Flip Tubes with Big Show Terry Scroggins

Power Pole

story by Dan O’Sullivan – photos by Seigo Saito

As we’ve seen in the past several major tournaments, Flipping plays a huge role in tournament across the country every year. The combination of heavy cover and fish that are relatively inaccessible bass population makes Flipping a presentation that can be dynamite when things all come together.

As Flipping has increased in popularity, the development of more specialized tackle for the technique has been an industry boon. The line has gotten stronger, the hooks have gotten thicker, rods have been improved and reels have been built to handle the technique.

The lure development have been no different. Recent trends in Flipping see anglers using creature baits and jigs with heavy wire hooks, and it seems that every time we turn around, the next Flipping specific lure that will revolutionize the technique has arrived.

One crossover lure that is often applied to the technique; is atube. The tube; which was originally called a Fat Gitzit by inventors the Garland Brothers , has a reputation for getting bites. As effective as it is in generating bites, the tube has a reputation for losing fish in heavy cover.
The theory on why is that the bulkier bait has a problem of not allowing the hook to fully expose itself during a hookset, and the point never fully penetrates to the barb.

Terry “Big Show” Scroggins is known as one of the best Flippers on tour, and he does a few things to make Flipping Tubes more effective. “The tube is one of three main lures I Flip,” Scroggins said. “I always have the YUM Big Show Craw, a YUM Wooly Big and YUM Vibra King Tube at the ready – they will always eat one of those three for me.”

When a Tube?
While the industry has developed creature bait after creature bait for Flipping; why does Scroggins like a tube? “The tube can represent anything from a minnow, to a bluegill and a craw,” he said. “It seems to get bites in a lot of different instances, but I especially like it in deeper water.”

Scroggins said that he likes to flip a tube when he is targeting bass in water that is six to eight feet deep and they are in heavy grass or other cover. “The tube works in shallow water, but it’s at its best in deeper water,” he said. “I think being in deeper water gives the lure time to spiral more and do what it was designed to do.”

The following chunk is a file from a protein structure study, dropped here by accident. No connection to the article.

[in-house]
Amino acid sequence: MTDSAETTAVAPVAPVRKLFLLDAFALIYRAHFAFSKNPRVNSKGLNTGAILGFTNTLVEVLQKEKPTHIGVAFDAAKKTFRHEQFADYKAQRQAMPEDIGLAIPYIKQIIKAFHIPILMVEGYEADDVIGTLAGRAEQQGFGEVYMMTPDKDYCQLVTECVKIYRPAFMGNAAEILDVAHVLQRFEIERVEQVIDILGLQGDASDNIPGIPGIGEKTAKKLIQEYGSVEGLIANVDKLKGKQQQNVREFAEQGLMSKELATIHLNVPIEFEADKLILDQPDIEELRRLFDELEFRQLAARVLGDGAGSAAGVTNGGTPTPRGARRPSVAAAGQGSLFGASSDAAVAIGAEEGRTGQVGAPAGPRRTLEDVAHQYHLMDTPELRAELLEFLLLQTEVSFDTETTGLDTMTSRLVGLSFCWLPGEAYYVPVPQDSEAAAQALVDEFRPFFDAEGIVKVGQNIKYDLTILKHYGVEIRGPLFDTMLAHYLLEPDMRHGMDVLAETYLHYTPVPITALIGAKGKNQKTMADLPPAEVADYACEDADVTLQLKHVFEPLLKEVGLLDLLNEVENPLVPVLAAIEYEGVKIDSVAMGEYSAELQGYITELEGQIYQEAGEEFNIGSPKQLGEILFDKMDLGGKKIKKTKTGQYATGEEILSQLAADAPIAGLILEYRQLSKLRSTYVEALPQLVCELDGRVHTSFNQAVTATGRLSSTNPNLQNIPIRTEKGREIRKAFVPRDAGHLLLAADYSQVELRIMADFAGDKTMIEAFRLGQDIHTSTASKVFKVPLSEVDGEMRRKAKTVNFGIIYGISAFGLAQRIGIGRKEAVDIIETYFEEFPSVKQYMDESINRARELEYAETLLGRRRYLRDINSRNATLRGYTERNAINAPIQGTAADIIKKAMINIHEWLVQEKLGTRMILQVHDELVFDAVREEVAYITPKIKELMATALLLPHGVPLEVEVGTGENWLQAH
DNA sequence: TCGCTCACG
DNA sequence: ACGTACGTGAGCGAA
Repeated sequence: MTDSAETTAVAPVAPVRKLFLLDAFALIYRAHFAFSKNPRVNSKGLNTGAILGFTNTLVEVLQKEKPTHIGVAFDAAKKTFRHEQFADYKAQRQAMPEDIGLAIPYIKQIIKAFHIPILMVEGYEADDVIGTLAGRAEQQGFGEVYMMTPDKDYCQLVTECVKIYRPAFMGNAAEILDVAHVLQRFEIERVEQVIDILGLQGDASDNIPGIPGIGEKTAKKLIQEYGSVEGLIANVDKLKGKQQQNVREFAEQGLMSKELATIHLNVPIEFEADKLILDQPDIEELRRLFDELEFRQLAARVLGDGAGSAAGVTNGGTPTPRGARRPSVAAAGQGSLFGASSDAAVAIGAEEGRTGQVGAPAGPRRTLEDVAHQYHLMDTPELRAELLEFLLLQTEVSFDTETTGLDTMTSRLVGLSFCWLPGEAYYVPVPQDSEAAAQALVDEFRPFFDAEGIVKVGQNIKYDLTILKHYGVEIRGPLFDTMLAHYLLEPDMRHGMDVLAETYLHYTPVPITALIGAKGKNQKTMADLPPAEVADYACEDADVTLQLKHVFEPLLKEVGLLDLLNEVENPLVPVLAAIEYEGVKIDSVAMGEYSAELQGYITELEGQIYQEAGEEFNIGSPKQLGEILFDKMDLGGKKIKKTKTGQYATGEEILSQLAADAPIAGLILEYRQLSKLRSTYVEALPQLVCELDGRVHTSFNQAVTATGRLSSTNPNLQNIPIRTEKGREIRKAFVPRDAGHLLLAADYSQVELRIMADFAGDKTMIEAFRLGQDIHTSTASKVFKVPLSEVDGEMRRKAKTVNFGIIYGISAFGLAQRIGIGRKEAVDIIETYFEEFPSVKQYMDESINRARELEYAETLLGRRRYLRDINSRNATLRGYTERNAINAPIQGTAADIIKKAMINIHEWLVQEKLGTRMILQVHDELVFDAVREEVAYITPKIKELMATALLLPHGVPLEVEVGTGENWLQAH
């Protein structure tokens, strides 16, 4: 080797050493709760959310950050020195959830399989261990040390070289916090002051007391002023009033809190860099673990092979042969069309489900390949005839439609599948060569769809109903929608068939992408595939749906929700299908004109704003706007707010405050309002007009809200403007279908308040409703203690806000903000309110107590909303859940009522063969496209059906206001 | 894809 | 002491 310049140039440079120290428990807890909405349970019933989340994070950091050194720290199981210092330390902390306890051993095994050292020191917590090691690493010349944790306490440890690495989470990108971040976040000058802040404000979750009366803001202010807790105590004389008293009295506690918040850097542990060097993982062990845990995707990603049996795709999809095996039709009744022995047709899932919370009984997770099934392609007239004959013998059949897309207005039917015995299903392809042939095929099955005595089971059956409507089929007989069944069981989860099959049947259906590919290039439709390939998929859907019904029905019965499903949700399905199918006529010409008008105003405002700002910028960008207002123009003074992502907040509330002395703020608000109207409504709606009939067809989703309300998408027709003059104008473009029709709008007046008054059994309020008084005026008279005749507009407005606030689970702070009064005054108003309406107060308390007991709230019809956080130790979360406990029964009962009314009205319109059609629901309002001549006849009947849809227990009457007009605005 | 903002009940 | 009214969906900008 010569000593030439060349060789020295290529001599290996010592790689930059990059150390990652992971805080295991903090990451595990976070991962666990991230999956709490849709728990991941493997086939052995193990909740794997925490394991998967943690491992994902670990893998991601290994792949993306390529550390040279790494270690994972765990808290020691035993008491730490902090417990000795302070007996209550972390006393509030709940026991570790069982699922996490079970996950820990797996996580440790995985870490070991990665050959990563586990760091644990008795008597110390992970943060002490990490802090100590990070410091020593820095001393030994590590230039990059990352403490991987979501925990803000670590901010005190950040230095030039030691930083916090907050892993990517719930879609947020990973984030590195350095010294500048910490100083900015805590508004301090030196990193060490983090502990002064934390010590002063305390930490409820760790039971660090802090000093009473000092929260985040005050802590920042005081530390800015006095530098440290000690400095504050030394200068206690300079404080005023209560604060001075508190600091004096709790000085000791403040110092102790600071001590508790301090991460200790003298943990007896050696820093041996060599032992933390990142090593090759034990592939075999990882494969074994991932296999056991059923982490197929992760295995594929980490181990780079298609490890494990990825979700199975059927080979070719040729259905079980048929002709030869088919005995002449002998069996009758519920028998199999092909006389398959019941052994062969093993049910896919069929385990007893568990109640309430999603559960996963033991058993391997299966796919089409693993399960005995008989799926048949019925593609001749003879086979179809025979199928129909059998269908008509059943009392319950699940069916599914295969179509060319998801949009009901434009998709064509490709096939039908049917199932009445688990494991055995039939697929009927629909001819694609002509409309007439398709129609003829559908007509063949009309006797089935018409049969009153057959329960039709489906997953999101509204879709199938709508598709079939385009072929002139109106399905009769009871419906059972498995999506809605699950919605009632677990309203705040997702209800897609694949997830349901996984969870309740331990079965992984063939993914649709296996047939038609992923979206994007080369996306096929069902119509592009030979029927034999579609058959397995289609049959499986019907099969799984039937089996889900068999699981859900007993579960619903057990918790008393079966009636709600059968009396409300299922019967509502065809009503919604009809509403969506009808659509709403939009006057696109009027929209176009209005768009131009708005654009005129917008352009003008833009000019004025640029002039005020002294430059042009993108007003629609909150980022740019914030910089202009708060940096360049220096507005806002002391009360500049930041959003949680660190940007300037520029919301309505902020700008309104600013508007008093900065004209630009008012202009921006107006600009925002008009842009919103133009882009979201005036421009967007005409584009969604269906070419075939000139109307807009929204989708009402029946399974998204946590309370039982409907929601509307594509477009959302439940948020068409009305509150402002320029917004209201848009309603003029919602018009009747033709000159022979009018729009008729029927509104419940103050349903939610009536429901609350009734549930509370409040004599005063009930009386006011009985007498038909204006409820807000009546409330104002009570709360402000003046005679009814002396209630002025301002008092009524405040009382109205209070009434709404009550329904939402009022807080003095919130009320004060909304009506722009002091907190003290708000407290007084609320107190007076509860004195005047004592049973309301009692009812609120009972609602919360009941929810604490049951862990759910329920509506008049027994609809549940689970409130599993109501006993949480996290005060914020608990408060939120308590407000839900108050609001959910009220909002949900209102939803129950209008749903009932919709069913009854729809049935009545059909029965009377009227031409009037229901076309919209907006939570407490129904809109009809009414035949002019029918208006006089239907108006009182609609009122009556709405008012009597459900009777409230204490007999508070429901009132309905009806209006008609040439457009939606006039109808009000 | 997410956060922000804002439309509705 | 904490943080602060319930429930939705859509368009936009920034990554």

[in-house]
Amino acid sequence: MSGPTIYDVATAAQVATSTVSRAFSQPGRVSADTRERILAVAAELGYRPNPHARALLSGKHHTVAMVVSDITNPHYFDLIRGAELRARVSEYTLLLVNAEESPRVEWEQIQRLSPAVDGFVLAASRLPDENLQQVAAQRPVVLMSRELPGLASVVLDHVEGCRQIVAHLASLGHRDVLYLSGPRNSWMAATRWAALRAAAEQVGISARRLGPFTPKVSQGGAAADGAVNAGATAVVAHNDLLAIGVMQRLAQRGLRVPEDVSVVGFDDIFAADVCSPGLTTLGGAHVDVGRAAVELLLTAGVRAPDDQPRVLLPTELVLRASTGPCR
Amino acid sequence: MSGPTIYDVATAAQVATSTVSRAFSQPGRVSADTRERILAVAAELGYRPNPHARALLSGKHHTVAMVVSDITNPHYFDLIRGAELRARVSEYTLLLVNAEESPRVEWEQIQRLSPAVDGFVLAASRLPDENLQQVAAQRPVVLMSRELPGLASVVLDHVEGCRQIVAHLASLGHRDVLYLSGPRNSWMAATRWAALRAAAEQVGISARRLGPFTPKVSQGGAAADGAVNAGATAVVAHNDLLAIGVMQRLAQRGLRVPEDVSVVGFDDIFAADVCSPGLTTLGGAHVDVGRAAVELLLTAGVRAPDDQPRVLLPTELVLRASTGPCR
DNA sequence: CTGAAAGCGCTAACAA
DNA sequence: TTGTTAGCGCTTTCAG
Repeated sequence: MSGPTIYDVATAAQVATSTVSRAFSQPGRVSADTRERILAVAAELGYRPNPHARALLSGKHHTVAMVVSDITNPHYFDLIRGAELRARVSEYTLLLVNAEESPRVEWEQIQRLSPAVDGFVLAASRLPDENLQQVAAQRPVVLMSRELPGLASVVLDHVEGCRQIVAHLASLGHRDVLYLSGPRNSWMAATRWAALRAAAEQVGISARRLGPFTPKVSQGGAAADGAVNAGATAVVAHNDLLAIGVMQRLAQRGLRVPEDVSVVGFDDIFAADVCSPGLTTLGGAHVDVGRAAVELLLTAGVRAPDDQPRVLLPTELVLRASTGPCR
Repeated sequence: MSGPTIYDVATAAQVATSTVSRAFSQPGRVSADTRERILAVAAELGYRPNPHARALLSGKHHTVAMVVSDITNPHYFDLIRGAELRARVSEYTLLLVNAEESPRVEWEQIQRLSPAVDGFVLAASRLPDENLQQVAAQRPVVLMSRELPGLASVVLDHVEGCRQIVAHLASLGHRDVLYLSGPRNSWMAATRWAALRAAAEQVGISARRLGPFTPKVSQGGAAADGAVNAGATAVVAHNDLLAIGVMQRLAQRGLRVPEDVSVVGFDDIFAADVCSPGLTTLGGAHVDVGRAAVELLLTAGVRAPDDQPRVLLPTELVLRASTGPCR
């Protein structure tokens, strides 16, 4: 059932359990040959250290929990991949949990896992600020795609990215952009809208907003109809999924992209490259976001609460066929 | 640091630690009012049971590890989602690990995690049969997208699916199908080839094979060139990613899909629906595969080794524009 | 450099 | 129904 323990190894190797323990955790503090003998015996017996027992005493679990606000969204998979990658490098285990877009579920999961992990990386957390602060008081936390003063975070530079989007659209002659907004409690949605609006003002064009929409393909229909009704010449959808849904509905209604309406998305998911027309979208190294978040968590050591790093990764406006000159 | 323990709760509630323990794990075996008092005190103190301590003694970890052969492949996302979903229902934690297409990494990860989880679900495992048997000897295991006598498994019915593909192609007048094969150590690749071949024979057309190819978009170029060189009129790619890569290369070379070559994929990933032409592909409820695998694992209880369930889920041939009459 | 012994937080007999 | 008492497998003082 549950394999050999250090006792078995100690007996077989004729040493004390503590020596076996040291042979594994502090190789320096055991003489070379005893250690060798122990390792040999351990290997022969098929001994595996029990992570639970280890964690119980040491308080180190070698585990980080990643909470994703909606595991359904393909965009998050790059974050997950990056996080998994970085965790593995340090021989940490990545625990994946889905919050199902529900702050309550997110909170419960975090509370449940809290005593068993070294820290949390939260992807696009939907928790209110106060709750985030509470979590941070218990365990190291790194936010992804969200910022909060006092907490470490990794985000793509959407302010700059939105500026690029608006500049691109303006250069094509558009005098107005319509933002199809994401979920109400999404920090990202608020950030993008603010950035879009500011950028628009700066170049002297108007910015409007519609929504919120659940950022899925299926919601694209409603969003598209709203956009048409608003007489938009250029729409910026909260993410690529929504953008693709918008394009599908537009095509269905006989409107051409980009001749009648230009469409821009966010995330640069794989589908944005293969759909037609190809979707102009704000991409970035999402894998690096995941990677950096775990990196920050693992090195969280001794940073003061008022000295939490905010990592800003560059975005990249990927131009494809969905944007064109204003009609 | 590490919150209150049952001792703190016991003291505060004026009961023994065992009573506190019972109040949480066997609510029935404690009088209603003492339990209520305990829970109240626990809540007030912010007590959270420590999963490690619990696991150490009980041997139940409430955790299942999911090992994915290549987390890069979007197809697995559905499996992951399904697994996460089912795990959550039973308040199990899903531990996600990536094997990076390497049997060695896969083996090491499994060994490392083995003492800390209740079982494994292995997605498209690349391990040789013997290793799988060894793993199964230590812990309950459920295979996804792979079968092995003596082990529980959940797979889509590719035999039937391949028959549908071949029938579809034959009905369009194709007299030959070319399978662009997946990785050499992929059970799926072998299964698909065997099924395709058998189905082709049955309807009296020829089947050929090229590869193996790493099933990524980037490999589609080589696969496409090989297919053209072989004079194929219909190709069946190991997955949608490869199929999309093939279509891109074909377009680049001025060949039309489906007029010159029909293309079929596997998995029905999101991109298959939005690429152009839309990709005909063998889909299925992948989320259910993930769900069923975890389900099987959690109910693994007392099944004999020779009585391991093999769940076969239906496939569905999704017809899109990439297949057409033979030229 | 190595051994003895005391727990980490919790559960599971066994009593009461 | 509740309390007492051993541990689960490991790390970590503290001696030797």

He said he is particularly fond of a tube at Lake Guntersville. “They just seem to bit it better there,” he said.

To combat the reputation for lost fish, Scroggins uses a couple of trick – depending on the tube – to increase his hook up ratios. On a Vibra King Tube, he makes a slit in the bottom of the tube where the bend on his wide gap hook enters the lure. “I take a pair of scissors and make a slit about halfway up the bottom of the tube,” he said. “That way, the hook only has to penetrate through one side of the lure to get to a fish.”

If he is using a standard tube; like theYUM F2 Tube, he rigs the lure on a 5/0 Wide gap hook and merely slides the hook inside the tube. “Kelly Jordon showed me that rick,” he said. “It works really well because it only has to go through one layer of plastic.”

He also said that he rarely pegs his sinkers on a tube – or any lure he flips around vegetation. “If I’m Flipping heavy, dense cover, the bottom underneath that will be silty from decay or spraying,” he said. “A heavy, one ounce or heavier sinker will fall in the muck and bury the bait if it’s pegged, but if the weight isn’t pegged, the lure will stay on top of it.” The only time he pegs a lure is if he is Flipping brush and his sinker is under 1/2-ounce.

If he is Flipping in matted vegetation, he chooses to Flip with a new 7’8″ extra heavy action Duckett White Ice rod that he designed for the technique. He always uses 65-pound-test Hi-Seas Grand Slam braided line in heavy grass, but will lighten up his rod to a 7’6″ heavy action Duckett Micro Magic and Hi-Seas 100% Fluorocarbon if he is fishing lighter grass or sparse cover.

He uses a left-handed 6.4:1 retrieve speed Lew’s Tournament Pro Speed Spool for all of his Flipping Needs. “I’m right handed, but I taught myself to use left handed reels for Flipping because bites happen so quickly on the fall,” he said.

In all of his Flipping; in most parts of the country, Scroggins chooses one of three colors. He will opt for Black Neon (black with red flake) Black Blue Shadow (black and blue with silver flake) or Cooter Brown (brown and orange with gold flake). “Remember that even in clear water, everything under the blanket of grass is dark,” he said. “I want bass to be able to see the lure under there, so I choose my colors based on that.”

Scroggins said a slack line is best for Flipping a tube. “I let it fall to the bottom and let it sit motionless for a couple seconds,” he said. “If I don’t get a bite then, I hop it back up and let it fall on a slack line. If I don’t get a bite then, I’ll bring it back and make the next Flip.”

He said he’ will either feel a sharp tick on the fall or the bait will feel “weird.” “There is no reason to feel your way through with this lure,” he said. “They’ll let you know when they’re on it, just let it do what it does and it’ll work for you.”